“If you buy a Hebrew servant, he shall serve six years; and in the seventh he shall go out free and pay nothing.” Exodus 21:2
When you look at scripture you find that there appear to be some things permitted, according to the laws given by God to Moses for the nation of Israel, that our modern sensibilities and codes of morality have determined to be wrong. The concept, and institution, of slavery is one of them.
In our focus text we see stipulations given for the management of Hebrew servants. In this instance there are some differences between the institution of slavery God is talking about and the institution of slavery we’re familiar with.
The system of slavery practiced by the Jewish people was to be one where the relationship between master and servant was to be more like that of a family member. The master was responsible for providing for the practical needs of clothing, food and shelter for the servant and in turn the servant was responsible to work for the master in whatever way was require of him. This was, in reality, not much different from what was expected of any wife, son, or daughter that was a member of the household. The difference being that since the servant was only there temporarily, male servants were released every seventh year, he had no right to inherit.
Some will say, “Ok, I can see that the situation’s all right for the men, it’s not much different that being an indentured servant, which while being distasteful, is still not necessarily immoral. However, it’s different for the women. They don’t get released every seventh year. And they don’t seem to have any choice as to whether they marry or not.”
Well friends, women never had much choice in their lives, even the choice whom, or whether or not, they would marry. The patriarch of the family had that right and responsibility and when a woman was sold to be a servant she, or her family, sold her to become a member of another household. She became that household’s dependent and the patriarch of that household had the responsibility of her care. The only difference was that because she was not a daughter her master, or one of his sons, could marry her.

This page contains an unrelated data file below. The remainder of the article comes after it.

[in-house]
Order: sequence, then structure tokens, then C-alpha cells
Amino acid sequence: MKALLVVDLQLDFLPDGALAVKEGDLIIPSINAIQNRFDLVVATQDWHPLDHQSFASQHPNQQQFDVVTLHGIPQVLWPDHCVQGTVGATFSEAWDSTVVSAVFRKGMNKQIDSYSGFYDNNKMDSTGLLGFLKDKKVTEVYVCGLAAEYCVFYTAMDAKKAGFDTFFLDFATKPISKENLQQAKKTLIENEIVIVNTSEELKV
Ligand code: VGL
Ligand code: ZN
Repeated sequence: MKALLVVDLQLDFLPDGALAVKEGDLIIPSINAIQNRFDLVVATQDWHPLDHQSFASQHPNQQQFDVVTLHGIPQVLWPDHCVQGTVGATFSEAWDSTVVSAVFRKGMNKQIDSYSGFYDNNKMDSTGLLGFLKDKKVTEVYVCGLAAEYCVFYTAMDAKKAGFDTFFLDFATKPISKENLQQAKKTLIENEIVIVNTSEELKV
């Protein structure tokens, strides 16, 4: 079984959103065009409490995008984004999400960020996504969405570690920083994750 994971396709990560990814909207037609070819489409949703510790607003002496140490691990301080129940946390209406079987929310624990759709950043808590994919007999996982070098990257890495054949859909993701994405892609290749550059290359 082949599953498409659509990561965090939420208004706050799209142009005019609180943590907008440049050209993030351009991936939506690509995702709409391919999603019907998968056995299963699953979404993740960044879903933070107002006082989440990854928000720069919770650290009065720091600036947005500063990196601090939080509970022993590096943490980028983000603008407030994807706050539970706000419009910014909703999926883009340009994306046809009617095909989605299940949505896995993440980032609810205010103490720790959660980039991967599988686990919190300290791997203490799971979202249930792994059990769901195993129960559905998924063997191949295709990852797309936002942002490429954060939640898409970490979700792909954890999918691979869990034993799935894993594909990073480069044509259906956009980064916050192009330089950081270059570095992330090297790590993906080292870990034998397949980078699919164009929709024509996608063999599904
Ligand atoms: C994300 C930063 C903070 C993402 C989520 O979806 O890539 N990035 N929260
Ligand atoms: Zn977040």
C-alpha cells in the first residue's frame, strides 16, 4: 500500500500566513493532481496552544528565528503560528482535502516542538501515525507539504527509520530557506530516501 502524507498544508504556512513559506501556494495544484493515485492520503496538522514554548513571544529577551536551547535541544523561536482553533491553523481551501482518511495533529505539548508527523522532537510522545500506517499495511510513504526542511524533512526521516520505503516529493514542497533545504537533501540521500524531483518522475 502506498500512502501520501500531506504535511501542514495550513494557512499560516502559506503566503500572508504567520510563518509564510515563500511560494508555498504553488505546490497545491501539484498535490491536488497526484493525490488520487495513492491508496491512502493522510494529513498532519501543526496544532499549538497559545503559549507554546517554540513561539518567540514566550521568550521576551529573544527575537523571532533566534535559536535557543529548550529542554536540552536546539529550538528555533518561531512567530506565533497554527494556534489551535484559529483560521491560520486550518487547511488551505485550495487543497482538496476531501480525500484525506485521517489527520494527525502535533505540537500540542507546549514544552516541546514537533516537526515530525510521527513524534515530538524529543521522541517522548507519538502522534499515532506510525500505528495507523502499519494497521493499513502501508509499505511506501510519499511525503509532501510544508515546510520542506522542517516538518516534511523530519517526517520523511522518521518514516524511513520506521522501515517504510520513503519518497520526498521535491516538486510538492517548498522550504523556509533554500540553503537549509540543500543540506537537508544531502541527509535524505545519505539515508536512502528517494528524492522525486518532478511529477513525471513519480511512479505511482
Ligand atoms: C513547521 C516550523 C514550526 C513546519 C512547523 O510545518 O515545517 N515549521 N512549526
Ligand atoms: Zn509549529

It appears to me that God’s instructions were put in place to ensure that servants were treated by their masters as if they were members of the family. How well that turned out was entirely dependent on the leadership dynamics present within the family.
Many of us come to God as servants. We need him and we obligate ourselves to serve him according to his laws and rules. We may even after a time decide that we love God and the life he provides for us and voluntarily choose to forever be a part of his household, like the bond slave did with his master. Romans chapter eight, verses twelve through seventeen, tells us that God’s desire isn’t that we should live in his house as slaves laboring under his laws. He wants us to be his adopted sons and daughters serving him not because of obligation but for the same reason he serves us every single day. Because we’re family and he loves us.